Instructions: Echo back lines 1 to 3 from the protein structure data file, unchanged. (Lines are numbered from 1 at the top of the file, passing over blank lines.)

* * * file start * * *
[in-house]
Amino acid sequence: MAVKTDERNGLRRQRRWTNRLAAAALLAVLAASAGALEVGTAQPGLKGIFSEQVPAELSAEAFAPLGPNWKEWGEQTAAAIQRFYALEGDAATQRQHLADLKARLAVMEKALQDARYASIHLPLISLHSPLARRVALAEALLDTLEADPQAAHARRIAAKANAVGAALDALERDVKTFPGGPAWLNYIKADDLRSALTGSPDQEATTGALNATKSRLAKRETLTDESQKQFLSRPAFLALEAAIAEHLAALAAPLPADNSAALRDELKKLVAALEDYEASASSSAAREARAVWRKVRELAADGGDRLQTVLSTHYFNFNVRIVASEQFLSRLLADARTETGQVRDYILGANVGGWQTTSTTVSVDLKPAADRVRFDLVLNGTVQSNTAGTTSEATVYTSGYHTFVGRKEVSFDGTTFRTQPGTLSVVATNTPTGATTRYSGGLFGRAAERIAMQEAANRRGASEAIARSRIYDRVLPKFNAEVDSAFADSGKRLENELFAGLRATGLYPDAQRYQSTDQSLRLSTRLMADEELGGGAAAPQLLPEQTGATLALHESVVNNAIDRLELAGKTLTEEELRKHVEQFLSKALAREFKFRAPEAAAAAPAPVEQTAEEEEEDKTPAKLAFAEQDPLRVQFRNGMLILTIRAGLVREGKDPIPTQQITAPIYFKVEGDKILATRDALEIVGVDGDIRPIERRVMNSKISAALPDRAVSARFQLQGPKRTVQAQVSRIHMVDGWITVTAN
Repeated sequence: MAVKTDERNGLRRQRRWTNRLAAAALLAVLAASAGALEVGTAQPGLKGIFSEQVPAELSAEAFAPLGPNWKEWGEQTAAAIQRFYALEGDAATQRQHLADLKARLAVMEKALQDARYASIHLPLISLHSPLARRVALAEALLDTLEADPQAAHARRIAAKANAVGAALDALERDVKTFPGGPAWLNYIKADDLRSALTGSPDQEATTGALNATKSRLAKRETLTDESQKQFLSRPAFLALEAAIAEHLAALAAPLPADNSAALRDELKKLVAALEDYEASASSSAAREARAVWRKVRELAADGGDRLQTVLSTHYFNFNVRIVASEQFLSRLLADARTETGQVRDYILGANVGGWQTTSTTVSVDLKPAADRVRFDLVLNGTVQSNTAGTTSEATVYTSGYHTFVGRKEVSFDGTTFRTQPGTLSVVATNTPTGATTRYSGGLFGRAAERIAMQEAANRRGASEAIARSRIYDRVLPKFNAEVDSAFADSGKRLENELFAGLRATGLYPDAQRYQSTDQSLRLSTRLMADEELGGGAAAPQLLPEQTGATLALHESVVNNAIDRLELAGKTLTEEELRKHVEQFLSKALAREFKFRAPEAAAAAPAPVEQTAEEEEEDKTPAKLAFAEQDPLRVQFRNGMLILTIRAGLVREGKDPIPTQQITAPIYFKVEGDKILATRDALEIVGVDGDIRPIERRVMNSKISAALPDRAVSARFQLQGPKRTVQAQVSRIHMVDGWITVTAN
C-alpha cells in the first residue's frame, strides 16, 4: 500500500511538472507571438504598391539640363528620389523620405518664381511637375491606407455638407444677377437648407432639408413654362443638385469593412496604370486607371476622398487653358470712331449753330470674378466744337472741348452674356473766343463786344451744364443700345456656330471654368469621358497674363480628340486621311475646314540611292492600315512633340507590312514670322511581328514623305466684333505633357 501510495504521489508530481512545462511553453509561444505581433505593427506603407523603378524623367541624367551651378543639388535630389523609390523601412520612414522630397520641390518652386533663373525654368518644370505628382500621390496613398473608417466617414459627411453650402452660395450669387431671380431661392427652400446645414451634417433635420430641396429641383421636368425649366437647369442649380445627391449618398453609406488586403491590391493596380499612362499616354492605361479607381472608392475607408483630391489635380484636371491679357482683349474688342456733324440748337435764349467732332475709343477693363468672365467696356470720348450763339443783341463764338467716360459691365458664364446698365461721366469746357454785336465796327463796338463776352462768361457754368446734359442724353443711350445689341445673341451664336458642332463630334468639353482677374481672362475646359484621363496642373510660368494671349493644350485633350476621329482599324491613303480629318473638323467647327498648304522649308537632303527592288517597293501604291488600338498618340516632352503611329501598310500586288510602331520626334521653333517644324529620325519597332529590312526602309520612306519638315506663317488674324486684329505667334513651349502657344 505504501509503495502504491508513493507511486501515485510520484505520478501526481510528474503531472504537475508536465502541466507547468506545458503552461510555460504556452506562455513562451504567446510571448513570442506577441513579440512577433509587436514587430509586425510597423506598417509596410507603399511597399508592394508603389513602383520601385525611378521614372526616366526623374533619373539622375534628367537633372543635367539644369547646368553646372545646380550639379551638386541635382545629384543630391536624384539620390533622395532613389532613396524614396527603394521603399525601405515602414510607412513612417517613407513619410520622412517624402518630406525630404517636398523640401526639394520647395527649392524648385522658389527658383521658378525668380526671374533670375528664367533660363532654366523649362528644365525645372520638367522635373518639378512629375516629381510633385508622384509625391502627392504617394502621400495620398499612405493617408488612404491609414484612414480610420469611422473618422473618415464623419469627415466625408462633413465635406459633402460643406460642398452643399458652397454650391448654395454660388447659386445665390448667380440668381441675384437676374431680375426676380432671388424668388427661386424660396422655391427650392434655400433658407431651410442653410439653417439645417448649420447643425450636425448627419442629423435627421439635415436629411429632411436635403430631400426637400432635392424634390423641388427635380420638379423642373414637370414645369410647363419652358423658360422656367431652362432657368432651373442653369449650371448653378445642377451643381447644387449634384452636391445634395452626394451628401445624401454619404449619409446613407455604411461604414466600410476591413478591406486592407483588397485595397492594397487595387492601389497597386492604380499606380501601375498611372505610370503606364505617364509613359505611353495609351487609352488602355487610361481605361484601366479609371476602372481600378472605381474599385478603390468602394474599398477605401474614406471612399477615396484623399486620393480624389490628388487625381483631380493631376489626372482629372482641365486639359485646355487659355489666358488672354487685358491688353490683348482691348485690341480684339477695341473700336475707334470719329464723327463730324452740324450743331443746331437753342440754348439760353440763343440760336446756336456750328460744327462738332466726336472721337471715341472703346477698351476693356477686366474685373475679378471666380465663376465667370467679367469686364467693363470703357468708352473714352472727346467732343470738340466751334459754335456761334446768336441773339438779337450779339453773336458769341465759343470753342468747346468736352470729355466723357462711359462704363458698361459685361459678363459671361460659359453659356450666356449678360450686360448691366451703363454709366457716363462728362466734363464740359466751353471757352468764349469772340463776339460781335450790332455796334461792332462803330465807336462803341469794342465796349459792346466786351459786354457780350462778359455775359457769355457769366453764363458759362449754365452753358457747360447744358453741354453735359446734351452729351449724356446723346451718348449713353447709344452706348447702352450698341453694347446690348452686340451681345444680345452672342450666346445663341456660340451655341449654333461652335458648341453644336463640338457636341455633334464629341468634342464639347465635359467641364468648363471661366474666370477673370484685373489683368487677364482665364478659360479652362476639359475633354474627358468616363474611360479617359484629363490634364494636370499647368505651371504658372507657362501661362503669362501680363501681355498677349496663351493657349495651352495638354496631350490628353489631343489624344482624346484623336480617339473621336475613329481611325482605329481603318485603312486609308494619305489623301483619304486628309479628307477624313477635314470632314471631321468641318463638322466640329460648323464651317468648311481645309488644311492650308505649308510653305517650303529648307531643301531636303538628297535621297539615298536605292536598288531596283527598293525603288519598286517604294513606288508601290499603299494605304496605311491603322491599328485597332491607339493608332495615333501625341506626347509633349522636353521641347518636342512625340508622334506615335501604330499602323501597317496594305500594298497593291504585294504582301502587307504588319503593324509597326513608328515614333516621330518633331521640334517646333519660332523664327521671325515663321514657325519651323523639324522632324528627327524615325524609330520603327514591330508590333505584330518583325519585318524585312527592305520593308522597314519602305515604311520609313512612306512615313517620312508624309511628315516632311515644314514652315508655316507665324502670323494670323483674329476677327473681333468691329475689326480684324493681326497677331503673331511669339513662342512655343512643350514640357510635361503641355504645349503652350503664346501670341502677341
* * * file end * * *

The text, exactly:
[in-house]
Amino acid sequence: MAVKTDERNGLRRQRRWTNRLAAAALLAVLAASAGALEVGTAQPGLKGIFSEQVPAELSAEAFAPLGPNWKEWGEQTAAAIQRFYALEGDAATQRQHLADLKARLAVMEKALQDARYASIHLPLISLHSPLARRVALAEALLDTLEADPQAAHARRIAAKANAVGAALDALERDVKTFPGGPAWLNYIKADDLRSALTGSPDQEATTGALNATKSRLAKRETLTDESQKQFLSRPAFLALEAAIAEHLAALAAPLPADNSAALRDELKKLVAALEDYEASASSSAAREARAVWRKVRELAADGGDRLQTVLSTHYFNFNVRIVASEQFLSRLLADARTETGQVRDYILGANVGGWQTTSTTVSVDLKPAADRVRFDLVLNGTVQSNTAGTTSEATVYTSGYHTFVGRKEVSFDGTTFRTQPGTLSVVATNTPTGATTRYSGGLFGRAAERIAMQEAANRRGASEAIARSRIYDRVLPKFNAEVDSAFADSGKRLENELFAGLRATGLYPDAQRYQSTDQSLRLSTRLMADEELGGGAAAPQLLPEQTGATLALHESVVNNAIDRLELAGKTLTEEELRKHVEQFLSKALAREFKFRAPEAAAAAPAPVEQTAEEEEEDKTPAKLAFAEQDPLRVQFRNGMLILTIRAGLVREGKDPIPTQQITAPIYFKVEGDKILATRDALEIVGVDGDIRPIERRVMNSKISAALPDRAVSARFQLQGPKRTVQAQVSRIHMVDGWITVTAN
Repeated sequence: MAVKTDERNGLRRQRRWTNRLAAAALLAVLAASAGALEVGTAQPGLKGIFSEQVPAELSAEAFAPLGPNWKEWGEQTAAAIQRFYALEGDAATQRQHLADLKARLAVMEKALQDARYASIHLPLISLHSPLARRVALAEALLDTLEADPQAAHARRIAAKANAVGAALDALERDVKTFPGGPAWLNYIKADDLRSALTGSPDQEATTGALNATKSRLAKRETLTDESQKQFLSRPAFLALEAAIAEHLAALAAPLPADNSAALRDELKKLVAALEDYEASASSSAAREARAVWRKVRELAADGGDRLQTVLSTHYFNFNVRIVASEQFLSRLLADARTETGQVRDYILGANVGGWQTTSTTVSVDLKPAADRVRFDLVLNGTVQSNTAGTTSEATVYTSGYHTFVGRKEVSFDGTTFRTQPGTLSVVATNTPTGATTRYSGGLFGRAAERIAMQEAANRRGASEAIARSRIYDRVLPKFNAEVDSAFADSGKRLENELFAGLRATGLYPDAQRYQSTDQSLRLSTRLMADEELGGGAAAPQLLPEQTGATLALHESVVNNAIDRLELAGKTLTEEELRKHVEQFLSKALAREFKFRAPEAAAAAPAPVEQTAEEEEEDKTPAKLAFAEQDPLRVQFRNGMLILTIRAGLVREGKDPIPTQQITAPIYFKVEGDKILATRDALEIVGVDGDIRPIERRVMNSKISAALPDRAVSARFQLQGPKRTVQAQVSRIHMVDGWITVTAN